NEW YORK (AP) - Former teen idol David Cassidy of "The Partridge Family" has died, his publicist said Tuesday night. Cassidy was 67 years old.
Publicist JoAnn Geffen released a statement Tuesday evening saying Cassidy had died "surrounded by those he loved."
"On behalf of the entire Cassidy family, it is with great sadness that we announce the passing of our father, our uncle, and our dear brother, David Cassidy. David died surrounded by those he loved, with joy in his heart and free from the pain that had gripped him for so long. Thank you for the abundance and support you have shown him these many years."
Geffen said on Saturday that Cassidy was suffering organ failure after he was taken to a hospital in pain in Fort Lauderdale, Florida, last Wednesday.
Cassidy revealed earlier this year he was struggling with memory loss. He also announced this year that he was ending his 50-year career after a few concerts. The actor and singer said that traveling and his arthritis made performing difficult.
Cassidy has had numerous personal problems in the decades following his initial success, ranging from substance abuse to bankruptcy.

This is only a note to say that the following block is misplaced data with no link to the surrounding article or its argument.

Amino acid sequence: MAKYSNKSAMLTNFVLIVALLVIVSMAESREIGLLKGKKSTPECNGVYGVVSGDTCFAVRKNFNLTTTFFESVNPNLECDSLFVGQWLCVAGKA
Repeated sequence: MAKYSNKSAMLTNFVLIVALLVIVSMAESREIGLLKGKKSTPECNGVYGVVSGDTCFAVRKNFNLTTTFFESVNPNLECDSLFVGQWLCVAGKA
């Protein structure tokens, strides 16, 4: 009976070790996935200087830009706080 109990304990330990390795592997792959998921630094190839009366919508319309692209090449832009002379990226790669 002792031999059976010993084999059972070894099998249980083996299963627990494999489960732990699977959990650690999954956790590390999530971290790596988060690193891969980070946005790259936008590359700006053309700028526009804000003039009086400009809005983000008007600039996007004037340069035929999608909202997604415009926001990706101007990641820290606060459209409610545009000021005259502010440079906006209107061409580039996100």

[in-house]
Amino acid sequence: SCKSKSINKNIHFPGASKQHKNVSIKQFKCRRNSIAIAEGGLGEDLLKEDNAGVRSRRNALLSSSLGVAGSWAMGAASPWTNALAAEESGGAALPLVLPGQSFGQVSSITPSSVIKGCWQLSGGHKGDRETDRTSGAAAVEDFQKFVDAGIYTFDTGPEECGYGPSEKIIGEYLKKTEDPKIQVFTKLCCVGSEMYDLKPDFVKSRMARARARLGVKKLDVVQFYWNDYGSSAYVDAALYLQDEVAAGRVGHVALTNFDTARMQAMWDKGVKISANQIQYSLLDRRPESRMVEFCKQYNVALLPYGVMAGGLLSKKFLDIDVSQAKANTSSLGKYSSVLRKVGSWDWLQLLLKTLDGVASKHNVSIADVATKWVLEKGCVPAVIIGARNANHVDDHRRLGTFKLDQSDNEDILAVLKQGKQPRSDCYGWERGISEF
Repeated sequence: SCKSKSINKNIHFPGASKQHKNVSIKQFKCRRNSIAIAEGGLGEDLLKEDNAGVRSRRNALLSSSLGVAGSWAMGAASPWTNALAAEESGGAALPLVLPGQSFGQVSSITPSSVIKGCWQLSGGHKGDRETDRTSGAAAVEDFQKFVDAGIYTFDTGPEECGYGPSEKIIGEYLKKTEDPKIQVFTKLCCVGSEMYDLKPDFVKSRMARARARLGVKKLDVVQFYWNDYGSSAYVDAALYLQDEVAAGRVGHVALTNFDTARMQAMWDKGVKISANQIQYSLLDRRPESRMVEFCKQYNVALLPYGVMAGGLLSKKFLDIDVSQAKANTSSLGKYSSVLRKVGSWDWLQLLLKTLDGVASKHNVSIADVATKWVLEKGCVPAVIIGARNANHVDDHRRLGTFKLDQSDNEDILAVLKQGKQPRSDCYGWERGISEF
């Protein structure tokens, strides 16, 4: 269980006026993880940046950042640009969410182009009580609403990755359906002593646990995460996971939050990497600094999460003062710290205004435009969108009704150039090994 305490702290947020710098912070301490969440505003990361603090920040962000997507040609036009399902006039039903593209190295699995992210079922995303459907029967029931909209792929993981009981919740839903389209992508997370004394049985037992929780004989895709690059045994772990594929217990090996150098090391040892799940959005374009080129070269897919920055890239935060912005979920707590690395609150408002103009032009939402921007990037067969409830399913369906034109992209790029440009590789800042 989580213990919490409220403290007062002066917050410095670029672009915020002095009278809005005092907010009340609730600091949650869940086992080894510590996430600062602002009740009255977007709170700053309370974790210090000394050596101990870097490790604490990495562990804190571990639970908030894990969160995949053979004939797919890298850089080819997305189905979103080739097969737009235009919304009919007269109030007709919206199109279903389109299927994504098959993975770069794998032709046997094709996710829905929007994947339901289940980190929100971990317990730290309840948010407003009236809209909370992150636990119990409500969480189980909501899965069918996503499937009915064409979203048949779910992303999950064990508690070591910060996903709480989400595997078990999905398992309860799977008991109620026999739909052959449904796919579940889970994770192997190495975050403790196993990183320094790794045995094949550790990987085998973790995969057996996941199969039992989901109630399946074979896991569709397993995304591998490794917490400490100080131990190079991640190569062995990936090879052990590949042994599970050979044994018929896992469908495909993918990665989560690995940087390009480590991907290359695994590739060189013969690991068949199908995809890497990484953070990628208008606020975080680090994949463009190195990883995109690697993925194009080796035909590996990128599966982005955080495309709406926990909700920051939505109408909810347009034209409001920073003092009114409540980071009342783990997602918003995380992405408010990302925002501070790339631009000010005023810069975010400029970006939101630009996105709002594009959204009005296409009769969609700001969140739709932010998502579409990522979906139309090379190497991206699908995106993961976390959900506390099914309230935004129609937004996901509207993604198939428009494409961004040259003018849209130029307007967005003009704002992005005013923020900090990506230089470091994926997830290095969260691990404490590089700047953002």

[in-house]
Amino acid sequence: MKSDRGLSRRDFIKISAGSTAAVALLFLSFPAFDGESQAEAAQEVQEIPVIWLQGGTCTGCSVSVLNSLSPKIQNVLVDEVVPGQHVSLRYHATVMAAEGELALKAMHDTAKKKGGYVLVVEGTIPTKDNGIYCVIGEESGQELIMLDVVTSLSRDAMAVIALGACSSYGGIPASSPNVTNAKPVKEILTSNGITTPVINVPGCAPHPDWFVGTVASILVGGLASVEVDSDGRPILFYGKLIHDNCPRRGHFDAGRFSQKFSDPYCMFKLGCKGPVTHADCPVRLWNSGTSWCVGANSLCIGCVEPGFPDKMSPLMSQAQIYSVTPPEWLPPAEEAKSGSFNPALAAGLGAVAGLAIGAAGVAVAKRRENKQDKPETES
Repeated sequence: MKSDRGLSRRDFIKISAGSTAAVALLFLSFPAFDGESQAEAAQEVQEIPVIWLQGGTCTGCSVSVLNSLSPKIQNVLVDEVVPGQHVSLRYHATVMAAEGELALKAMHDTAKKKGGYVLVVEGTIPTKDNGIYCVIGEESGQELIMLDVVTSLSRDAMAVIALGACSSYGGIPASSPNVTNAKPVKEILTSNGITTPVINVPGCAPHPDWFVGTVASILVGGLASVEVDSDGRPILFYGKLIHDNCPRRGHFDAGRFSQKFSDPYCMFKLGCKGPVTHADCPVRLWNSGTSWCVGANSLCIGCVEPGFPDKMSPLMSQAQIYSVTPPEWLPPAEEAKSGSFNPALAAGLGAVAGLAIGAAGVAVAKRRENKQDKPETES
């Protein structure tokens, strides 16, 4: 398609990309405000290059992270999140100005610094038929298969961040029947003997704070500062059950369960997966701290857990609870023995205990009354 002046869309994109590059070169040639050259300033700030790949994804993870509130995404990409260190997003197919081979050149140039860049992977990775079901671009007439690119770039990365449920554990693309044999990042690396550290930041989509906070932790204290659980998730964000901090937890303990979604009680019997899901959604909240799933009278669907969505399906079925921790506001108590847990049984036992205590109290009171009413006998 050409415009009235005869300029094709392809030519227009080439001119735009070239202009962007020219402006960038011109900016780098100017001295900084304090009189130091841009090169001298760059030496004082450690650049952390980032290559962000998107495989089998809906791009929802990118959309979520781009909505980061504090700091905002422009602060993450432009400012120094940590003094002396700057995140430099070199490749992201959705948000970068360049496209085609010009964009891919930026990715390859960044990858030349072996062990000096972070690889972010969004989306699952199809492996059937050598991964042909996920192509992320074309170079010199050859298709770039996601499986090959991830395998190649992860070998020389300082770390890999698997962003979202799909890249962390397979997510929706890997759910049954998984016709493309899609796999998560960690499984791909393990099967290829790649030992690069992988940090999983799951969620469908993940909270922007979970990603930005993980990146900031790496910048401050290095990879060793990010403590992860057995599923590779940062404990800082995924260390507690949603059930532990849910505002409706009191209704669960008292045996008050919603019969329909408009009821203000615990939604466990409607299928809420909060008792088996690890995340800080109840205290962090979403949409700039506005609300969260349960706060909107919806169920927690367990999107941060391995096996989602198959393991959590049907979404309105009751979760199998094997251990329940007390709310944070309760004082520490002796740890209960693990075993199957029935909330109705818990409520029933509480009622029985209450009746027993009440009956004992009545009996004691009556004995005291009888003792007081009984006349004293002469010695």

He skyrocketed to fame as Keith Partridge, the eldest son and lead singer in a family band that traveled in a psychedelic colored bus. "The Partridge Family" aired on ABC from 1970 to 1974 and was intended at first as a vehicle for Shirley Jones, an Oscar winning actress (and Cassidy's real-life stepmother).
Cassidy became an idol and sold millions of records, both as the fictional musical group's lead singer and as a solo artist.
According to Billboard magazine, "The Partridge Family" had five Top 10 songs in Adult Contemporary: "It's One of Those Nights," peaking at #2 in 1972; "I'll Meet You Halfway" (#4, 1971); "Doesn't Somebody Want to be Wanted" (#6, 1971); "I Think I Love You" (#8, 1970); and "Looking Through the Eyes of Love" (#9, 1973).
"I Think I Love You" reached #1 on the Hot 100 chart.
As a solo artist, Cassidy had two Top 10 hits in Adult Contemporary: "Cherish," which hit #1 in 1972, and "How Can I Be Sure," which peaked at #9 in 1972.